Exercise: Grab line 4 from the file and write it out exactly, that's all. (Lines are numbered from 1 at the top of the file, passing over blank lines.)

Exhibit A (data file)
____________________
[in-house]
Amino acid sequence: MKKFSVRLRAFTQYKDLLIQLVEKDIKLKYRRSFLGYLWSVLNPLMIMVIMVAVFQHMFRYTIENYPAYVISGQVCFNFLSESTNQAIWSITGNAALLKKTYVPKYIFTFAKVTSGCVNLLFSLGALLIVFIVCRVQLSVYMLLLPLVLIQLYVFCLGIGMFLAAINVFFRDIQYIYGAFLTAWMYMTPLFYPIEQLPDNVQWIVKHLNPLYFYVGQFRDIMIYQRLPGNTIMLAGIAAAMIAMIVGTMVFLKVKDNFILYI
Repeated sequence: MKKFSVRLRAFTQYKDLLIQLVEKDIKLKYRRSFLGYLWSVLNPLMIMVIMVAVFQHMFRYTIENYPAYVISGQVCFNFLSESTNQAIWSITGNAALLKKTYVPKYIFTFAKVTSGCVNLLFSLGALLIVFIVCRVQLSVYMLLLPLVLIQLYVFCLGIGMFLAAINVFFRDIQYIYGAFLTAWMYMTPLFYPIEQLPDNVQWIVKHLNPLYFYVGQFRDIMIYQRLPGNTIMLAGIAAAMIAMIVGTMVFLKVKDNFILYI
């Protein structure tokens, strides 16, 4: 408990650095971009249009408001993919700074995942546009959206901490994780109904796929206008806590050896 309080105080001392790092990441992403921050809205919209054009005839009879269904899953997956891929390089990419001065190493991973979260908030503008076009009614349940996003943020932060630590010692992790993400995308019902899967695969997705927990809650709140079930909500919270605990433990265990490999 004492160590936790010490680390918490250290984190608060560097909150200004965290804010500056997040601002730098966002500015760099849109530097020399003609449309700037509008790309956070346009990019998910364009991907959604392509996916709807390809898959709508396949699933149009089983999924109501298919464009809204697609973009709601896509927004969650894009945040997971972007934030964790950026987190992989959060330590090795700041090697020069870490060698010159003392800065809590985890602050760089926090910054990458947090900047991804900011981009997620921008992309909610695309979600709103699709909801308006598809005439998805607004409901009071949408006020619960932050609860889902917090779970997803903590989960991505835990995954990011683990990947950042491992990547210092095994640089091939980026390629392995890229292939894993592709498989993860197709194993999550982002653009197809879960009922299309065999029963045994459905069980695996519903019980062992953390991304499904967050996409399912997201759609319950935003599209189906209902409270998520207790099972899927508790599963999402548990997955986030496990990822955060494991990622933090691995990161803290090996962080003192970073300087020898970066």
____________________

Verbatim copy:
């Protein structure tokens, strides 16, 4: 408990650095971009249009408001993919700074995942546009959206901490994780109904796929206008806590050896 309080105080001392790092990441992403921050809205919209054009005839009879269904899953997956891929390089990419001065190493991973979260908030503008076009009614349940996003943020932060630590010692992790993400995308019902899967695969997705927990809650709140079930909500919270605990433990265990490999 004492160590936790010490680390918490250290984190608060560097909150200004965290804010500056997040601002730098966002500015760099849109530097020399003609449309700037509008790309956070346009990019998910364009991907959604392509996916709807390809898959709508396949699933149009089983999924109501298919464009809204697609973009709601896509927004969650894009945040997971972007934030964790950026987190992989959060330590090795700041090697020069870490060698010159003392800065809590985890602050760089926090910054990458947090900047991804900011981009997620921008992309909610695309979600709103699709909801308006598809005439998805607004409901009071949408006020619960932050609860889902917090779970997803903590989960991505835990995954990011683990990947950042491992990547210092095994640089091939980026390629392995890229292939894993592709498989993860197709194993999550982002653009197809879960009922299309065999029963045994459905069980695996519903019980062992953390991304499904967050996409399912997201759609319950935003599209189906209902409270998520207790099972899927508790599963999402548990997955986030496990990822955060494991990622933090691995990161803290090996962080003192970073300087020898970066």